In common European narratives, Italy is “Europe’s sick man,” incapable of keeping its books as rationally as the so-called “frugal” countries. But the data tells another story. We got in touch with the Austrian economist behind the Campaign Against Italy Nonsense (#CAIN)

“I am today launching a small Twitter initiative, the Campaign Against Italy Nonsense (#CAIN). I’ll be tweeting data and arguments for countering myths about Italy’s state and economy.” With this tweet Philipp Heimberger, an Austrian economist at the Vienna Institute for International Economic Studies, set out on his multilingual mission to challenge the European bias against Italy.

Aside from his clear, data-driven analysis, Mr Heimberger’s campaign is newsworthy because of the sheer scarcity of Europeans holding similar views. As the common narrative has it, Italy weighs down and endangers the rest of the Eurozone by means of fiscal irresponsibility (i.e. high public debt), low appetite for structural, efficient reforms, and a dash of stereotypical “laziness.”

These views are held in some of the most vocal Eurozone countries, as the economist underscored. Were it not for Germany’s intervention, last summer’s battle over the EU’s recovery funds would have tilted towards the rigorous moderation championed by the “Frugal Four”: Austria, Denmark, the Netherlands and Sweden.

The Dutch magazine Elsevier Weekblad’s controversial cover from summer 2020. The title reads: “Not another penny to Southern Europe!”

Those countries initially resisted a joint recovery effort, because they were uncomfortable with lending their credibility to issue European common debt to be enjoyed by “big spender” countries. Thereafter, they fought to reduce the funds and increase checks and conditions. Conceivably, the Frugal Four partially based their reasoning on Italy’s reputation as a failing economy, as the Southern European country was to be the biggest beneficiary of European funds.

But those prejudices – which are also shared by many Italians – are awfully out of touch with reality. Here are some data-founded truths out of the Austrian’s myth-debunking threads: Italy has been a net contributor to the EU for the past decades, it has undergone more fiscal consolidation that any other European country, it’s an industrial behemoth, it produces more than it consumes (i.e. it does not “live above its means”) and its private debt is actually much lower than other OECD countries.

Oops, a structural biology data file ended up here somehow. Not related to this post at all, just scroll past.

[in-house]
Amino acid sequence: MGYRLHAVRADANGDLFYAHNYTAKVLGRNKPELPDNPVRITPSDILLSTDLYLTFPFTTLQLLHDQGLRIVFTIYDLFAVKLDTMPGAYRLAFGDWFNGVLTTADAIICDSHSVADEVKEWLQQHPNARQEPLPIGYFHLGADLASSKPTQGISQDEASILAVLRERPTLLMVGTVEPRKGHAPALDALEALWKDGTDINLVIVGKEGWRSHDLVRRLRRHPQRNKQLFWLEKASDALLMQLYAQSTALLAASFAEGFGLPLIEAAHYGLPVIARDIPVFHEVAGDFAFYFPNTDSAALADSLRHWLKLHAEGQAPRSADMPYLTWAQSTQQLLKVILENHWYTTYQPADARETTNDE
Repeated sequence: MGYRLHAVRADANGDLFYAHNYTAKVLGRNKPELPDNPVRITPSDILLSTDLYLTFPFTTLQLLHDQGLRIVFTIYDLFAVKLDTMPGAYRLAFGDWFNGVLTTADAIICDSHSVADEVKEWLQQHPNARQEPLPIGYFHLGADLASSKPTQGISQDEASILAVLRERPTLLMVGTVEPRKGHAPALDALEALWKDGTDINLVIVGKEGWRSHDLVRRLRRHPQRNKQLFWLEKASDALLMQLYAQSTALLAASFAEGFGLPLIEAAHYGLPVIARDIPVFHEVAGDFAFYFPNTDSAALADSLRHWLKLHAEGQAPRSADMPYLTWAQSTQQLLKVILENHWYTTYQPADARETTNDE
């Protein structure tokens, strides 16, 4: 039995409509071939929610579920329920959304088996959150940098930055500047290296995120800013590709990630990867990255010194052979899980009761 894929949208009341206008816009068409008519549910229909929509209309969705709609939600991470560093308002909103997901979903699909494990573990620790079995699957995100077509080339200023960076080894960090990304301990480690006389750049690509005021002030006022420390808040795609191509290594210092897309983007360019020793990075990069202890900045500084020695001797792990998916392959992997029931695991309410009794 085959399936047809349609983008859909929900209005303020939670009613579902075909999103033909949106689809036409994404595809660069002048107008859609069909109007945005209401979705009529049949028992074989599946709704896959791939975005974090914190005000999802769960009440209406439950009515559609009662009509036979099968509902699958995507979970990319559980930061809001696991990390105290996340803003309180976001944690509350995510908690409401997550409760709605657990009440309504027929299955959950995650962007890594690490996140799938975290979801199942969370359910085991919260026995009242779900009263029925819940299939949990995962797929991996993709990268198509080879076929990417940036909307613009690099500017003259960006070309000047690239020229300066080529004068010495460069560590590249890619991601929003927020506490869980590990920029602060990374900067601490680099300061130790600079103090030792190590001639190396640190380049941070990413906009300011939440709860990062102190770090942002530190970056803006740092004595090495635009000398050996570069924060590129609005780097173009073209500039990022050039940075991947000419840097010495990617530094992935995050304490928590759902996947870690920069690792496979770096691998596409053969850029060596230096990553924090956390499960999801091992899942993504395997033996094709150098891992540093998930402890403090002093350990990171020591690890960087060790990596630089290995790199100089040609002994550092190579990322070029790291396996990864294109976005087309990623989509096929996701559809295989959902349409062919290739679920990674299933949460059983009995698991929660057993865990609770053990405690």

“My impression is that in this country of 60 million people, the stagnation of the last 20 years has been a breeding ground for fatalism rather than optimism,” Mr Heimberger told; “[a]ll the more reason for media and politicians in Germany, Austria and beyond to refrain from treating Italy like a southern European patient who is having problems because he refuses the reform medicine of the northern European doctor. This is just flawed and counterproductive, the data clearly reject this narrative.”

The economist is well aware of Italy’s structural problems, which encompass the oversized banking sector, the public administration, bureaucracy and the North/South divide – but “what country doesn’t [have any]?” The crux lies in the fact that Italy’s fragility – or its strength – translates directly to fragility, or strength, of the entire European system.

“Italy is the third-largest Eurozone economy, its banking sector is huge, and the country is systematically important in the Eurozone and in the EU. The stagnation of the Italian economy over the last 20 years is a real problem. If economic and political developments in Italy turn out negatively, this would be a potentially fatal blow to the European integration project,” Mr Heimberger told us.

He also mentioned that many users shared his feeling that something had to be done to reduce this perceptive distortion. Some of them had even translated his tweets into Dutch, he recounted, to make them available in the Netherlands. But a minority pushed back, rejecting his narrative.

“We need to look at the facts, evaluate economic policy honestly and do better. This is my view, and I hope that my small Twitter initiative is seen both as a gesture of solidarity towards the Italian population and as a wake-up call to European political leaders.”

His latest tweets coincide with the birth of Italy’s new government. steered by the former head of the European Central Bank Mario Draghi. The economist believes that Mr Draghi, who is tasked (and trusted) with overhauling the Italian economy, could well be the beginning of a “New Southern European Policy.” One based in evidence and shared value, and not the opposite.



Cover picture credit: EW Magazine, May 2020 – 

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